On January 20, 2017, the Students for a Democratic Society (SDS) protested the inauguration of the Trump presidency. They protested in conjunction with others nationwide. Between 1000 and 1200 protesters organized at the Wallace Bennett Federal Building. Among them were members of SDS, Black Bloc Anarchists, Freedom Road Socialist Organization, students, and many other individuals—young and old who represented all walks of life. Many held signs with creative slogans like “Send Pence To A Conversion Camp,” “ Pussy Grabs Back” or “Welcome To Fascist America.” Some protesters displayed flags symbolizing Anarchism, Anarcho-Communism, Communism, LBGTQ or upside down Stars and Stripes.
Speakers spoke out against what they perceived to be threats looming from President Trump’s agenda. They decried police brutality, Vice President Pence’s support of conversation therapy for members of the LGTBQ community, and other controversial issues. Some more radical speakers pointed out the Holocaust; another noted that the audience should remember that the land they were inhabiting was stolen Shoshoni land. In the same speech, the speaker also called the gathered to remember Standing Rock and the Red Warrior Camp. In addition to voicing opposition, speakers also called for people attending the rally to get involved with activist organizations. Speaker Nick Godfrey asked the gathered crowd, “Will you commit to struggle? Will you commit to organize?”
After the speeches concluded, yellow reflective vested SDS peacekeepers deployed to lead the march. The protester took and marched down the middle of the street on 100 S toward City Creek. The protesters chanted slogans like “Dump Trump,” and “Black Lives Matter!” Police cars stayed about a block away to create a perimeter to prevent commuters from running into the protesters.
As the protesters marched, their gathered size and loud chanting drew attention from onlookers. It appeared that most were curious, while some were supportive and others mocked the demonstrators. The march’s route took the demonstrators toward the Salt Palace and past the Mormon Temple. Around this time a section the demonstrators broke into two groups with women chanting “My Body, My Choice” and men responding “Your Body, Your Choice.”
The final route took the demonstrators to the Utah Capital Building, where they occupied the steps and listened again as speakers encouraged those attending to organize and get involved with organizations ready to take to the streets. Riding on this idea, a SDS speaker made it clear of his distaste for establishment political organizations like the Democrats and Republicans. This sentiment was supported by many, although it was clear that those with Democratic leanings were a bit uneasy. While the speakers delivered their final thoughts, a loose police presence was obvious. The police remained distant and did not antagonize or provoke demonstrators; rather they waited and just observed the demonstration. They acted to separate the protesters from the public, a tactic of restraint and isolation to keep the peace that has been seen at many other demonstrations in Salt Lake City.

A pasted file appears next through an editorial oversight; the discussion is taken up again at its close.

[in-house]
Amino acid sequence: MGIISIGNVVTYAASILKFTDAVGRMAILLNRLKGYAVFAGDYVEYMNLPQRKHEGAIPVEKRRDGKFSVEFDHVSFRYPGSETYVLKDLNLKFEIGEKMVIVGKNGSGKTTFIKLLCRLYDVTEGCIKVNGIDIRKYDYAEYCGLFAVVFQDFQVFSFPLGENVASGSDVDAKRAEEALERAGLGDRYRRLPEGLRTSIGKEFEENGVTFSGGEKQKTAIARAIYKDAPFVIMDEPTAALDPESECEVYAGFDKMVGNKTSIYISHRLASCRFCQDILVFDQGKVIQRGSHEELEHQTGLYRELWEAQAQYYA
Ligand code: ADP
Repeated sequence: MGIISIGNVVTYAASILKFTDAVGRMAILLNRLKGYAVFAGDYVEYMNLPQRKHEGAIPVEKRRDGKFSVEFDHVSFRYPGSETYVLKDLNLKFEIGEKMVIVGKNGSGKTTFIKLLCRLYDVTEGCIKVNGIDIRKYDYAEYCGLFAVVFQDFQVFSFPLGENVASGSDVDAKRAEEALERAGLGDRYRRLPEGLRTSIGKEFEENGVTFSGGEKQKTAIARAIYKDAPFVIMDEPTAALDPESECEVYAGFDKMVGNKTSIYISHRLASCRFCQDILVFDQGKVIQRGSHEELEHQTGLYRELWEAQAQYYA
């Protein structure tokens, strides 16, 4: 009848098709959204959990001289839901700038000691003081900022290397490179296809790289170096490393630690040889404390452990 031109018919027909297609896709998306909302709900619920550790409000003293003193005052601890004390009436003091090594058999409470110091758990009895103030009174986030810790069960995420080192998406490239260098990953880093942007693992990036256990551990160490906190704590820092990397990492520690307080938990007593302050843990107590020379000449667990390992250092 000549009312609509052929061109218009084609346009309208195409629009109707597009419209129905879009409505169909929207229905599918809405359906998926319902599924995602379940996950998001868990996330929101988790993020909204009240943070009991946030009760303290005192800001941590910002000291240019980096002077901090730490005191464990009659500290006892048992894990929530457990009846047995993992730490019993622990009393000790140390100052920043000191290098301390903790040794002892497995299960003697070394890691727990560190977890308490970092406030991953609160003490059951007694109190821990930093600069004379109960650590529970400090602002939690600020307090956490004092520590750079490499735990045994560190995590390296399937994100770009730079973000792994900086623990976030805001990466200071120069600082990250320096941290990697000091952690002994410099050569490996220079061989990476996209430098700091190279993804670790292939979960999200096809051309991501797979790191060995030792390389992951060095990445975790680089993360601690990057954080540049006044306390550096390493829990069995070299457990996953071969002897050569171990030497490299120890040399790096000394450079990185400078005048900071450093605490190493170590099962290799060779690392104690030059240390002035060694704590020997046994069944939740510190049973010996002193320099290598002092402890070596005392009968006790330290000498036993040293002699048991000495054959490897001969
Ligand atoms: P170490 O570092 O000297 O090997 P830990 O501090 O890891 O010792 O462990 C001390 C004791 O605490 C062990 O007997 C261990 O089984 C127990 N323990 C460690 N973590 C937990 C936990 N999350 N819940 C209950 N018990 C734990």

Admittedly this protest, while not as large as some held before, showed a certain level of unity to oppose the Trump presidency and the Republican establishment. This unity among the different groups was quickly tested as the protest dispersed. A demonstrator lit what appeared to be an American flag on fire. The smell of burning plastic was pungent. A small crowd of demonstrators gathered and tensions flared between supported and dissenters of the flag burning. Within moments Highway Patrolmen stepped in to intervene and break up the confrontation.
Soon the protester’s attention shifted onto a new group who appeared on the scene. These newcomers– two of whom were draped in American Stars and Stripes—held their hands up with peace signs. They seemed to be there to offer an alternative point of view and debated with demonstrators on topics varying from economics to what he perceived the building blocks the United States was built on. It was unclear whether these counter demonstrators’ desire to debate was ill-intentioned or ill-informed, but their attempt to engage protesters was not well received and appeared to come across as even offensive. Despite passions rising however, the confrontation remained largely peaceful.
The protest in its entirety was a show of non-violent displeasure toward the Trump presidency. The march was passionate. It kept peaceful largely thanks to the participants and the SDS peacekeepers. The protest ended with the calls to organize and on what some would call a positive note. It was family-friendly and there was not the traditional occupation or disruption that other protests were known for—although one black bloc anarchist could be heard trying to encourage a peacekeeper to rally support anarchy.
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